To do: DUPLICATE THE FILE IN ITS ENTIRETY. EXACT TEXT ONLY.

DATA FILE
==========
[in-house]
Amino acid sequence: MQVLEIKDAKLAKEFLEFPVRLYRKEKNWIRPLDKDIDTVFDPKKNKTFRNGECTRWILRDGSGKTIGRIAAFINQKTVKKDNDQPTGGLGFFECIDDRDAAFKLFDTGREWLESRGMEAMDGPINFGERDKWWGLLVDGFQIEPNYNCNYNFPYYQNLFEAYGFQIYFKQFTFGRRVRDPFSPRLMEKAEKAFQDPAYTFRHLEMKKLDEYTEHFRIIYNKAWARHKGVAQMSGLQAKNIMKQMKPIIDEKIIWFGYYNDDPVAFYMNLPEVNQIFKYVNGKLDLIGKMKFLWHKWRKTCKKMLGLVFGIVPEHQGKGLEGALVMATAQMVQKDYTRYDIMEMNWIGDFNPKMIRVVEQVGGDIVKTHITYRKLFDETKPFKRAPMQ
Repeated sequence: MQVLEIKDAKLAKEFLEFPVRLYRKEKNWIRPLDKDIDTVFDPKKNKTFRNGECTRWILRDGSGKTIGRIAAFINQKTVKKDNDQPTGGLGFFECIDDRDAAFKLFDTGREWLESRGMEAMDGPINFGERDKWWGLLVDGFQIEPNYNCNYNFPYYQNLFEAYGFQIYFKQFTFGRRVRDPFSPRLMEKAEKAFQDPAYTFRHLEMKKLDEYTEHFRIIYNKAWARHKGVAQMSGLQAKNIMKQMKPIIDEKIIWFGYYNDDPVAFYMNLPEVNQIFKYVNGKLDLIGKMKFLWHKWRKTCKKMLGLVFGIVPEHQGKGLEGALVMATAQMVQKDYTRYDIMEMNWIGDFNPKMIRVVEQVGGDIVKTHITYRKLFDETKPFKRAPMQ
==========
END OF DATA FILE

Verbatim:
[in-house]
Amino acid sequence: MQVLEIKDAKLAKEFLEFPVRLYRKEKNWIRPLDKDIDTVFDPKKNKTFRNGECTRWILRDGSGKTIGRIAAFINQKTVKKDNDQPTGGLGFFECIDDRDAAFKLFDTGREWLESRGMEAMDGPINFGERDKWWGLLVDGFQIEPNYNCNYNFPYYQNLFEAYGFQIYFKQFTFGRRVRDPFSPRLMEKAEKAFQDPAYTFRHLEMKKLDEYTEHFRIIYNKAWARHKGVAQMSGLQAKNIMKQMKPIIDEKIIWFGYYNDDPVAFYMNLPEVNQIFKYVNGKLDLIGKMKFLWHKWRKTCKKMLGLVFGIVPEHQGKGLEGALVMATAQMVQKDYTRYDIMEMNWIGDFNPKMIRVVEQVGGDIVKTHITYRKLFDETKPFKRAPMQ
Repeated sequence: MQVLEIKDAKLAKEFLEFPVRLYRKEKNWIRPLDKDIDTVFDPKKNKTFRNGECTRWILRDGSGKTIGRIAAFINQKTVKKDNDQPTGGLGFFECIDDRDAAFKLFDTGREWLESRGMEAMDGPINFGERDKWWGLLVDGFQIEPNYNCNYNFPYYQNLFEAYGFQIYFKQFTFGRRVRDPFSPRLMEKAEKAFQDPAYTFRHLEMKKLDEYTEHFRIIYNKAWARHKGVAQMSGLQAKNIMKQMKPIIDEKIIWFGYYNDDPVAFYMNLPEVNQIFKYVNGKLDLIGKMKFLWHKWRKTCKKMLGLVFGIVPEHQGKGLEGALVMATAQMVQKDYTRYDIMEMNWIGDFNPKMIRVVEQVGGDIVKTHITYRKLFDETKPFKRAPMQ